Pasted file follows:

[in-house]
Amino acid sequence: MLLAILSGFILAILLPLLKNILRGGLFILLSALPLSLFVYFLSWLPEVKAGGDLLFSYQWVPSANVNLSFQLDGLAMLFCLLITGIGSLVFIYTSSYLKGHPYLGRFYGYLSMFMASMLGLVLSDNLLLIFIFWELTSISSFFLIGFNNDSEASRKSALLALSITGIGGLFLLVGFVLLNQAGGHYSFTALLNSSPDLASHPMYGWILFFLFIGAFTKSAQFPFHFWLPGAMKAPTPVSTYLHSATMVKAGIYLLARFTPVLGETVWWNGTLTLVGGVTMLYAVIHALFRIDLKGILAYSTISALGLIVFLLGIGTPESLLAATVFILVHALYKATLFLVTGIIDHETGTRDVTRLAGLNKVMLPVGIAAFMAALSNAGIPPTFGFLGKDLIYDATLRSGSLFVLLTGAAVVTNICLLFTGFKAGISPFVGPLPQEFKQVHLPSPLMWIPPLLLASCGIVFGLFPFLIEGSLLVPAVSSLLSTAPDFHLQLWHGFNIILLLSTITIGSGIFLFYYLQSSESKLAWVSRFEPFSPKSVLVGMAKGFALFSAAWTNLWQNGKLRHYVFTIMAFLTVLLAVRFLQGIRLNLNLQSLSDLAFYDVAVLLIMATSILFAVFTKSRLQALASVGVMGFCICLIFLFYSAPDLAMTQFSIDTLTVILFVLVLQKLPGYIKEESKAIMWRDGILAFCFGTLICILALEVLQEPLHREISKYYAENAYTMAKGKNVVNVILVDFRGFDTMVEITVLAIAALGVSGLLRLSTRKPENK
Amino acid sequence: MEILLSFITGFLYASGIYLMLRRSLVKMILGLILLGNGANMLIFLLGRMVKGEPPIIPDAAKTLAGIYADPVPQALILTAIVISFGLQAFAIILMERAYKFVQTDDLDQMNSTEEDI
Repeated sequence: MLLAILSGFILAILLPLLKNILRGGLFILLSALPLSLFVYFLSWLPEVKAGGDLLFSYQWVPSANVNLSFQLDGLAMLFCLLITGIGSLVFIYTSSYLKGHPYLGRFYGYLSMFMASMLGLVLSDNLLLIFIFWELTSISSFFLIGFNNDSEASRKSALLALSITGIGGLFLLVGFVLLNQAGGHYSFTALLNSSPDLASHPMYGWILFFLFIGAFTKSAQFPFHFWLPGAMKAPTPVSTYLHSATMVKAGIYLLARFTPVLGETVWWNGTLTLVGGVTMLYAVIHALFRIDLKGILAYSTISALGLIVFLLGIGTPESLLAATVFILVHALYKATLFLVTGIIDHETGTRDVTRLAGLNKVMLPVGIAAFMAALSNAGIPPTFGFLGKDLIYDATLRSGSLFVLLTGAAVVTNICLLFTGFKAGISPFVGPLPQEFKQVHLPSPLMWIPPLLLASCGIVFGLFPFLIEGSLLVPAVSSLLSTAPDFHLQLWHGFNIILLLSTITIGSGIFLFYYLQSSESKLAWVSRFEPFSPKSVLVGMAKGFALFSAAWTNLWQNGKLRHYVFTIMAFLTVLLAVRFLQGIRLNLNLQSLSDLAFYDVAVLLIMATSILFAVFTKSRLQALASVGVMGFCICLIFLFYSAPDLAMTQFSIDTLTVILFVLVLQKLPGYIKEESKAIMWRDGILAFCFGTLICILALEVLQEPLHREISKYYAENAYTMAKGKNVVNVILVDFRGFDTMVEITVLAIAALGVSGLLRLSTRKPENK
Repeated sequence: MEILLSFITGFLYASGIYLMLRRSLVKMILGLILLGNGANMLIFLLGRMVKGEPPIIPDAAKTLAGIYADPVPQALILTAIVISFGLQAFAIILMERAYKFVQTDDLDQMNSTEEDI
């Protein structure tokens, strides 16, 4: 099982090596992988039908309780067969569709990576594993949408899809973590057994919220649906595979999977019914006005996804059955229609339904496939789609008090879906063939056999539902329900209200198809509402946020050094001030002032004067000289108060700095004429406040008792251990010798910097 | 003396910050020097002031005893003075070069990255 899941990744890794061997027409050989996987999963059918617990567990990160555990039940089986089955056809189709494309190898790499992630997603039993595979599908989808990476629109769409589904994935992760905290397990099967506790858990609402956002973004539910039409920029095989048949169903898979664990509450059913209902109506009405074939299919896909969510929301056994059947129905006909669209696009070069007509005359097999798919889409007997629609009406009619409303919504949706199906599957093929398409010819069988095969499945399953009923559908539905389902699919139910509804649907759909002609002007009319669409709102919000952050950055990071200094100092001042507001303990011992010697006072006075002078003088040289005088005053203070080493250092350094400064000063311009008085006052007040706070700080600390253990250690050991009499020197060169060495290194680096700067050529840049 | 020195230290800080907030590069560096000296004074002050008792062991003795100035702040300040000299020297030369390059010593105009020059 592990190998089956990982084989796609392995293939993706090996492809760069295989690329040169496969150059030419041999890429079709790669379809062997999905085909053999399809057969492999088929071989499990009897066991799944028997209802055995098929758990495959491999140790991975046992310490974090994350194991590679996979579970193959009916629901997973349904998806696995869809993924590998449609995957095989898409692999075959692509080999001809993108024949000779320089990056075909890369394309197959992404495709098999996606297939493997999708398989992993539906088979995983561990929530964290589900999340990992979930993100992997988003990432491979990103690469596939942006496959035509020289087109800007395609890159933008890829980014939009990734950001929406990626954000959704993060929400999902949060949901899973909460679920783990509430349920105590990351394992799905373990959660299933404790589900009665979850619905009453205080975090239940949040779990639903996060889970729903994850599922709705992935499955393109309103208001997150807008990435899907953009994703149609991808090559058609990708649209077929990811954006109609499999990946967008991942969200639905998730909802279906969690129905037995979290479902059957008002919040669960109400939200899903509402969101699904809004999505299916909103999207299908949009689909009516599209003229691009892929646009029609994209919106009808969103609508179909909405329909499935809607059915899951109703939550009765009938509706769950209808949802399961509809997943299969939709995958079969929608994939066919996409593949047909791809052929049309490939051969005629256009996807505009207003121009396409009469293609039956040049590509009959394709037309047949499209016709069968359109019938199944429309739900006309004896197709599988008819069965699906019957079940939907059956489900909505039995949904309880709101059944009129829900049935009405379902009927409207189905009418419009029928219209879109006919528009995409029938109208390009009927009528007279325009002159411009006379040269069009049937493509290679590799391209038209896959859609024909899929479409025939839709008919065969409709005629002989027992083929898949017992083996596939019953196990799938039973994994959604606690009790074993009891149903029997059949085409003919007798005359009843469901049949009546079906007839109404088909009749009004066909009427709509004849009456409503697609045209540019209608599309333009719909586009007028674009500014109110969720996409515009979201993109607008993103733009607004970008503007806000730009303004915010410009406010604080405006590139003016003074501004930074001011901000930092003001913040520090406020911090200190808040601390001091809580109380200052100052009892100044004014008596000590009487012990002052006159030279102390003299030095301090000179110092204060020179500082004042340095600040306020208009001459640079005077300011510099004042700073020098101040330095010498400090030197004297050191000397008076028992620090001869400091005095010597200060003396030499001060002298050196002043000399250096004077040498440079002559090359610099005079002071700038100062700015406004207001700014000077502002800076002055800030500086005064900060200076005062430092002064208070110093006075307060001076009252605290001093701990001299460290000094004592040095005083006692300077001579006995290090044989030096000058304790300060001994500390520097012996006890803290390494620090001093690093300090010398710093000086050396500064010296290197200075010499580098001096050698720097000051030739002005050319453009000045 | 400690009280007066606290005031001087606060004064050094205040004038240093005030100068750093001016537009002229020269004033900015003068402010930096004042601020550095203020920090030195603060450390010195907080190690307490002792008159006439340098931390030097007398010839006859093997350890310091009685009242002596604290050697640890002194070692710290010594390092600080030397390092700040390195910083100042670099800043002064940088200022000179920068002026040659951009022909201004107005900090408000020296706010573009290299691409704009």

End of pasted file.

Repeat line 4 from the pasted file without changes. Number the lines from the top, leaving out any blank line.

Repeated sequence: MLLAILSGFILAILLPLLKNILRGGLFILLSALPLSLFVYFLSWLPEVKAGGDLLFSYQWVPSANVNLSFQLDGLAMLFCLLITGIGSLVFIYTSSYLKGHPYLGRFYGYLSMFMASMLGLVLSDNLLLIFIFWELTSISSFFLIGFNNDSEASRKSALLALSITGIGGLFLLVGFVLLNQAGGHYSFTALLNSSPDLASHPMYGWILFFLFIGAFTKSAQFPFHFWLPGAMKAPTPVSTYLHSATMVKAGIYLLARFTPVLGETVWWNGTLTLVGGVTMLYAVIHALFRIDLKGILAYSTISALGLIVFLLGIGTPESLLAATVFILVHALYKATLFLVTGIIDHETGTRDVTRLAGLNKVMLPVGIAAFMAALSNAGIPPTFGFLGKDLIYDATLRSGSLFVLLTGAAVVTNICLLFTGFKAGISPFVGPLPQEFKQVHLPSPLMWIPPLLLASCGIVFGLFPFLIEGSLLVPAVSSLLSTAPDFHLQLWHGFNIILLLSTITIGSGIFLFYYLQSSESKLAWVSRFEPFSPKSVLVGMAKGFALFSAAWTNLWQNGKLRHYVFTIMAFLTVLLAVRFLQGIRLNLNLQSLSDLAFYDVAVLLIMATSILFAVFTKSRLQALASVGVMGFCICLIFLFYSAPDLAMTQFSIDTLTVILFVLVLQKLPGYIKEESKAIMWRDGILAFCFGTLICILALEVLQEPLHREISKYYAENAYTMAKGKNVVNVILVDFRGFDTMVEITVLAIAALGVSGLLRLSTRKPENK